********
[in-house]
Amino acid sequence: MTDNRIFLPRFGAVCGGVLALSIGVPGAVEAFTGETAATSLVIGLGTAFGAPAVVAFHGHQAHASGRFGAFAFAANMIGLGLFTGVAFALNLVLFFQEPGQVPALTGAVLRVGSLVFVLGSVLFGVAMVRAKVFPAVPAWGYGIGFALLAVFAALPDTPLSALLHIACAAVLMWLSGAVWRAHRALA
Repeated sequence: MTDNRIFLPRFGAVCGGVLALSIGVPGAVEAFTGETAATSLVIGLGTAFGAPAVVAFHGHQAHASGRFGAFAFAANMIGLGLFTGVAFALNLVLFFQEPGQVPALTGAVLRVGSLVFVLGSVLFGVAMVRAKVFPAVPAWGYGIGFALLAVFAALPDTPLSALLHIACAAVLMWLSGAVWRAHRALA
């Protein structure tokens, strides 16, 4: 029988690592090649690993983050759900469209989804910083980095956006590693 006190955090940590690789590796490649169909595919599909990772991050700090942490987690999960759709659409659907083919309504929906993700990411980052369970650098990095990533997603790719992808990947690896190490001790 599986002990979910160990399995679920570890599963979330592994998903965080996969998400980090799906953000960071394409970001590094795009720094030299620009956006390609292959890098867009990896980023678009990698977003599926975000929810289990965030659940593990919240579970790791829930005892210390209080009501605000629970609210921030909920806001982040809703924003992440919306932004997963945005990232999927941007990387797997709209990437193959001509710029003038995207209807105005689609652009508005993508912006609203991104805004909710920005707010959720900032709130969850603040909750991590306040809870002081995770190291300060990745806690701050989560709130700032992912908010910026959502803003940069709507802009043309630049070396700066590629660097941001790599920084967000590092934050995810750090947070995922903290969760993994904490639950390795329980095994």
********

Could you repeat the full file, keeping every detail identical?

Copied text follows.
[in-house]
Amino acid sequence: MTDNRIFLPRFGAVCGGVLALSIGVPGAVEAFTGETAATSLVIGLGTAFGAPAVVAFHGHQAHASGRFGAFAFAANMIGLGLFTGVAFALNLVLFFQEPGQVPALTGAVLRVGSLVFVLGSVLFGVAMVRAKVFPAVPAWGYGIGFALLAVFAALPDTPLSALLHIACAAVLMWLSGAVWRAHRALA
Repeated sequence: MTDNRIFLPRFGAVCGGVLALSIGVPGAVEAFTGETAATSLVIGLGTAFGAPAVVAFHGHQAHASGRFGAFAFAANMIGLGLFTGVAFALNLVLFFQEPGQVPALTGAVLRVGSLVFVLGSVLFGVAMVRAKVFPAVPAWGYGIGFALLAVFAALPDTPLSALLHIACAAVLMWLSGAVWRAHRALA
């Protein structure tokens, strides 16, 4: 029988690592090649690993983050759900469209989804910083980095956006590693 006190955090940590690789590796490649169909595919599909990772991050700090942490987690999960759709659409659907083919309504929906993700990411980052369970650098990095990533997603790719992808990947690896190490001790 599986002990979910160990399995679920570890599963979330592994998903965080996969998400980090799906953000960071394409970001590094795009720094030299620009956006390609292959890098867009990896980023678009990698977003599926975000929810289990965030659940593990919240579970790791829930005892210390209080009501605000629970609210921030909920806001982040809703924003992440919306932004997963945005990232999927941007990387797997709209990437193959001509710029003038995207209807105005689609652009508005993508912006609203991104805004909710920005707010959720900032709130969850603040909750991590306040809870002081995770190291300060990745806690701050989560709130700032992912908010910026959502803003940069709507802009043309630049070396700066590629660097941001790599920084967000590092934050995810750090947070995922903290969760993994904490639950390795329980095994």